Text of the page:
Thursday, 4 July 2019

Questions (31)

Bernard Durkan


31. Deputy Bernard J. Durkan asked the Minister for Communications, Climate Action and Environment the extent to which it can be illustrated that the replacement of a specific amount of fossil fuel generated electricity with renewable energy can demonstrate a reduction in carbon emissions; and if he will make a statement on the matter. [28580/19]

View answer

Written answers (Question to Communications)

Thirty per cent of electricity was produced from renewable sources in 2017 with a target of reaching 40% by 2020. While emissions from the sector were on a downward trend between 2005 and 2011, they have stayed relatively static since, as a result of rising demand for power outstripping our increased generation from renewable sources. Nevertheless in 2017 the use of renewables in electricity generation reduced CO2 emissions by 3.3 Mt and avoided €278 million in fossil fuel imports. The Sustainable Energy Authority of Ireland (SEAI) estimate displacement of emissions through the use of renewable energy in electricity generation in the Energy in Ireland 2018 report (section 3.1.4). The methodology used is detailed in the 2019 Renewable Energy report – see appendix 2. The 2019 report is based on previous research by SEAI titled Quantifying Ireland’s Fuel and CO2 Emissions Savings from Renewable Electricity in 2012 which compare electricity generation without the use of renewables with the actual outcome in 2012 when renewables were in use. This analysis shows real and substantial emissions reductions resulting from the use of renewables.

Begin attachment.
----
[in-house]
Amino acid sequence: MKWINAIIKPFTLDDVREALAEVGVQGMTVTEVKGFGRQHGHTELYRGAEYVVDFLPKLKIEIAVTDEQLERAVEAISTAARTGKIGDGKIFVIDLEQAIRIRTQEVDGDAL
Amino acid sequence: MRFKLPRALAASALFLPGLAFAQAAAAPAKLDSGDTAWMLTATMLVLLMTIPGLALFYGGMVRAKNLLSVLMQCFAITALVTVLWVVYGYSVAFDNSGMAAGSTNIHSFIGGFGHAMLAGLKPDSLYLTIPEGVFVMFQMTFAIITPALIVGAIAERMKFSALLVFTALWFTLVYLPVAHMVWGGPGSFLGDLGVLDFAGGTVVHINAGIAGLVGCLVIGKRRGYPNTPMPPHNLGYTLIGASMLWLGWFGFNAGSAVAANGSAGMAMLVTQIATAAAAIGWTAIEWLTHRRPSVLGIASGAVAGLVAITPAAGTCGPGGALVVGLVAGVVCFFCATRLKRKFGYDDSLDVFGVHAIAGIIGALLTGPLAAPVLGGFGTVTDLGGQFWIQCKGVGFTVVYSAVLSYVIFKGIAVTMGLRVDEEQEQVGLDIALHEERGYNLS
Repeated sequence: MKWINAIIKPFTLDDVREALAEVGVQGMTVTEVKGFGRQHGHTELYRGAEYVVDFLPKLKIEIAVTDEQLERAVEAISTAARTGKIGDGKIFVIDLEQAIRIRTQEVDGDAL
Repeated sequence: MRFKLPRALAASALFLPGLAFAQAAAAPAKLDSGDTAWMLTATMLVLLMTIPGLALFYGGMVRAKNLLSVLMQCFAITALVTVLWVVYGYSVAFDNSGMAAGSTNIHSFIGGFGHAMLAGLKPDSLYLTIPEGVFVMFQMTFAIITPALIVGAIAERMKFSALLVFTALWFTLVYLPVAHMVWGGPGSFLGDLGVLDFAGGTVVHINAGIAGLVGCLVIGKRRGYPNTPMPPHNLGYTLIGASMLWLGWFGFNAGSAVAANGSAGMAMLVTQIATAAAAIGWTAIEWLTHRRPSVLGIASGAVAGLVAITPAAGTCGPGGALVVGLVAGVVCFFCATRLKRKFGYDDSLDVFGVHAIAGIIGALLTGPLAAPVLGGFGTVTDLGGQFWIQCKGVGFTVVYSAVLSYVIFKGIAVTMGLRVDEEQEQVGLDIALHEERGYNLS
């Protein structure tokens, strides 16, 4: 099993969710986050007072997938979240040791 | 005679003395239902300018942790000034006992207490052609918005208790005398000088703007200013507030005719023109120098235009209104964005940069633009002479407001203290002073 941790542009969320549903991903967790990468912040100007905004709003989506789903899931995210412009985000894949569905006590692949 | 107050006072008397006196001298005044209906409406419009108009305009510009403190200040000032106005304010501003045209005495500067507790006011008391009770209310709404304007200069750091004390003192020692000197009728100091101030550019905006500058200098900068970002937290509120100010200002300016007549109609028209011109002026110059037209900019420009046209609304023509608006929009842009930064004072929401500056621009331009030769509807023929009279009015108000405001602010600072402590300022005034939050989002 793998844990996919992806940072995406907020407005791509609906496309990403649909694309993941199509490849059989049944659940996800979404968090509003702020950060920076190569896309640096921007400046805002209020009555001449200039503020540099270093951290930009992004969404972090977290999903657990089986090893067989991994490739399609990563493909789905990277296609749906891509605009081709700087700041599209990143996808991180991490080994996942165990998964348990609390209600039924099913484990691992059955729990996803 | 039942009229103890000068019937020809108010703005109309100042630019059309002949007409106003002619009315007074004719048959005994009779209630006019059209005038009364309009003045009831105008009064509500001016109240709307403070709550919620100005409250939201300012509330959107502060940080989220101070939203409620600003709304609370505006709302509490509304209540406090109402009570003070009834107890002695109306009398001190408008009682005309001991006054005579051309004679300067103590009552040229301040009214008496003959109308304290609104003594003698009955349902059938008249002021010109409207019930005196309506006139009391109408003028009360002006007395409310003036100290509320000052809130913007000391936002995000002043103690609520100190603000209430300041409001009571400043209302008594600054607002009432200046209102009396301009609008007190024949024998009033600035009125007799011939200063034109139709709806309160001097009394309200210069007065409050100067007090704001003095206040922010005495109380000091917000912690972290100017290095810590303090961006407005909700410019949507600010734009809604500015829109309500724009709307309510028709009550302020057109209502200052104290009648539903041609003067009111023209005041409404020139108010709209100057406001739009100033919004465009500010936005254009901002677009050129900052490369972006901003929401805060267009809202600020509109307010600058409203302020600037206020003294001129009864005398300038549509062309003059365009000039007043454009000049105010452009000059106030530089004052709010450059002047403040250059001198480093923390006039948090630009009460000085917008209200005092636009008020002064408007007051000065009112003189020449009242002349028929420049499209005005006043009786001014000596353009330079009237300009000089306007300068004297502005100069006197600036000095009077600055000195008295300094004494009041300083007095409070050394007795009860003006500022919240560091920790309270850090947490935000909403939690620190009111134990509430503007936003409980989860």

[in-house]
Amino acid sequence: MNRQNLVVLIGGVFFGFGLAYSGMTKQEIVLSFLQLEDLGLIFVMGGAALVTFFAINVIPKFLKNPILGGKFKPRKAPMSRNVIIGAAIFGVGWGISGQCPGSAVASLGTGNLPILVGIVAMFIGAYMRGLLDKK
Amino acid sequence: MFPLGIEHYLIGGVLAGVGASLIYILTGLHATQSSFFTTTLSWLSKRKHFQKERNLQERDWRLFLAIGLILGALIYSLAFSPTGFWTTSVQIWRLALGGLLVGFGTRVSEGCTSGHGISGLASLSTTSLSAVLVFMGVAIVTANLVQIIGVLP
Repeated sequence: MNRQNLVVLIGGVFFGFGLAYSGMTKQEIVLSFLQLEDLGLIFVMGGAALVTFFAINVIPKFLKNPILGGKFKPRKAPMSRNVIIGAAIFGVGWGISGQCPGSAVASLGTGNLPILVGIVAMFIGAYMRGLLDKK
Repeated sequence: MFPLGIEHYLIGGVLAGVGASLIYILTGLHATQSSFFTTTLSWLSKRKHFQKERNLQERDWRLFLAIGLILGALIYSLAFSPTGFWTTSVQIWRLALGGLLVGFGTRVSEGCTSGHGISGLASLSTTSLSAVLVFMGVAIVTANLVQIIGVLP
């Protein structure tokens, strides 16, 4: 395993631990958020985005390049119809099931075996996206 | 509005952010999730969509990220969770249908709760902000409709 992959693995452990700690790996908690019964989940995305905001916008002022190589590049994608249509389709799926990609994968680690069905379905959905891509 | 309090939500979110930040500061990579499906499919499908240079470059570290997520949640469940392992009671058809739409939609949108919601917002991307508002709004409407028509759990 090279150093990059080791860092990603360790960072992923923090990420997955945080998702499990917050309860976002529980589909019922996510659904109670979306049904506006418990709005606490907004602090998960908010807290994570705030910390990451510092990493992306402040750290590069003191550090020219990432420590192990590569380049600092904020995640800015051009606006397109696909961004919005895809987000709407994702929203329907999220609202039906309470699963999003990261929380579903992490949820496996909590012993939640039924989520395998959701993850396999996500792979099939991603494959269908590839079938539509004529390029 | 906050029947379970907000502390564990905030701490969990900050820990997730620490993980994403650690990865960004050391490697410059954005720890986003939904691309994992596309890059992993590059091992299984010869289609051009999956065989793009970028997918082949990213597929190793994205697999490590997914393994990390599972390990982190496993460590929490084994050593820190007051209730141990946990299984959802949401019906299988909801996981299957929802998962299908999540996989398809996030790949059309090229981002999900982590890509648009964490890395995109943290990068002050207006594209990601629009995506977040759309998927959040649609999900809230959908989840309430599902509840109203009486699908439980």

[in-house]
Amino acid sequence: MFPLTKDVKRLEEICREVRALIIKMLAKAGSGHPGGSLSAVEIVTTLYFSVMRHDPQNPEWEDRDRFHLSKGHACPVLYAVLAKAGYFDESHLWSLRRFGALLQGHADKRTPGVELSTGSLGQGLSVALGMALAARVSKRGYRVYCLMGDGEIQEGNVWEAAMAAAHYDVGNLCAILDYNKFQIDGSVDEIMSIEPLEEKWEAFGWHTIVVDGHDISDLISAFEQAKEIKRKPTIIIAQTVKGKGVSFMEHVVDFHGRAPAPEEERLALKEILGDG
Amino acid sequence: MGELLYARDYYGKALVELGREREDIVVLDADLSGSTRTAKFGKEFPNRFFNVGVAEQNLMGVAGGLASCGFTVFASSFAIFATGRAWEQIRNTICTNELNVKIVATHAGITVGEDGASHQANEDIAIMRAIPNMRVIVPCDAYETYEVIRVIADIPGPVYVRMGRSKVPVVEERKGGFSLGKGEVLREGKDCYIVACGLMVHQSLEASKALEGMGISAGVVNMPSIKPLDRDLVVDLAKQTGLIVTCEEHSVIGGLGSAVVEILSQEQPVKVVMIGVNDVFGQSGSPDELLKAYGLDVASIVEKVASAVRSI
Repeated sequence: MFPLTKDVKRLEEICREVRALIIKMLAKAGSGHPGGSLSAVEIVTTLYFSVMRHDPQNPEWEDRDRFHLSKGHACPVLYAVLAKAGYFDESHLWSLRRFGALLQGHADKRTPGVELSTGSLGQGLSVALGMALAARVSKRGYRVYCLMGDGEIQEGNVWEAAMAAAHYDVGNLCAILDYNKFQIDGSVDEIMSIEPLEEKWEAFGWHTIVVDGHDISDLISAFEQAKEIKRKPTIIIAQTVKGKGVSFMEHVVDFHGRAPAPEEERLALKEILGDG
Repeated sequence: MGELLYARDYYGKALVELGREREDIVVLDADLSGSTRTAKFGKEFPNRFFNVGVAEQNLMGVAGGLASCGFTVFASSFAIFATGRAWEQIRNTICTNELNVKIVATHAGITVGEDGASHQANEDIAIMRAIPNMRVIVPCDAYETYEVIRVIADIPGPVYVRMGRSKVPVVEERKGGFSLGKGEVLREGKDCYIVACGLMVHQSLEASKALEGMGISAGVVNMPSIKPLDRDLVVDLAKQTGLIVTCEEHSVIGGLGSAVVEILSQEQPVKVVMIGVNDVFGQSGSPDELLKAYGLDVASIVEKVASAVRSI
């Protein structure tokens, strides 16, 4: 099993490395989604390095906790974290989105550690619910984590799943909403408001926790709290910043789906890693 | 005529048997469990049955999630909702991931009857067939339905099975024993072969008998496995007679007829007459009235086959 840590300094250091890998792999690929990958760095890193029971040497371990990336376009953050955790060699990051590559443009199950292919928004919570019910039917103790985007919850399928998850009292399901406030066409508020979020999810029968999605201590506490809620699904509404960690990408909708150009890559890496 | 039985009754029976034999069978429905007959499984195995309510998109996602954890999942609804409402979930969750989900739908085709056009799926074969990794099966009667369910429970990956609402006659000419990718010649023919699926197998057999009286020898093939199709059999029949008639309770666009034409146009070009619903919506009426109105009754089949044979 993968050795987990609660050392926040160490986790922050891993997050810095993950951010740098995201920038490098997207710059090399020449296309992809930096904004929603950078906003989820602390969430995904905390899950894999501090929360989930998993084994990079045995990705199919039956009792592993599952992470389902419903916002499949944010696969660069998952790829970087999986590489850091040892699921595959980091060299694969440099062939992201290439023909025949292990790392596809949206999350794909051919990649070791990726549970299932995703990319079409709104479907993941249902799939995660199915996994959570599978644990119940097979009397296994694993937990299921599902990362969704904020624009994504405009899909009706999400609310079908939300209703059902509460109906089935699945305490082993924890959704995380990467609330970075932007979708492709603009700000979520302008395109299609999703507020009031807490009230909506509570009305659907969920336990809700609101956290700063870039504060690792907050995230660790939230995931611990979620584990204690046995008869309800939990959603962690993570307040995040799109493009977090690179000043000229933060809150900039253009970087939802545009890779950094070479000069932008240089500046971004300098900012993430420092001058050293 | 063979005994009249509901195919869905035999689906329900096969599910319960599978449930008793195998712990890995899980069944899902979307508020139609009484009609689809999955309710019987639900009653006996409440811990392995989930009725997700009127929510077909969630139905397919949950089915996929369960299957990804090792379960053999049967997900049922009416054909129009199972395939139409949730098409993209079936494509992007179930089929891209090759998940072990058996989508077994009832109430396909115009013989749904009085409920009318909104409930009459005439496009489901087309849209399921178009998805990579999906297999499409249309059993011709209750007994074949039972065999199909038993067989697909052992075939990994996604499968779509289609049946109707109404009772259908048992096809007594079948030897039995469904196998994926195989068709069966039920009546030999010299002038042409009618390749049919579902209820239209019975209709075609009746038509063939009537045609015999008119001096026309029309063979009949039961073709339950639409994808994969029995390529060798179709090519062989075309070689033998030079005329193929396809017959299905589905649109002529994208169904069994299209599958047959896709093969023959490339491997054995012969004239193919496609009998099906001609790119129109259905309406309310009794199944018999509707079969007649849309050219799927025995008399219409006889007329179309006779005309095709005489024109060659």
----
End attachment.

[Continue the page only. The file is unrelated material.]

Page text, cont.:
In the recently launched Climate Action Plan, I have set out a target of reducing CO2 emissions from the electricity to 4-5 Mt in 2030.

Reaching a 70% share of renewable electricity would require 50-55% emissions reduction by 2030 relative to pre-NDP 2030 projections, as set out in Chapter 7 of the Plan.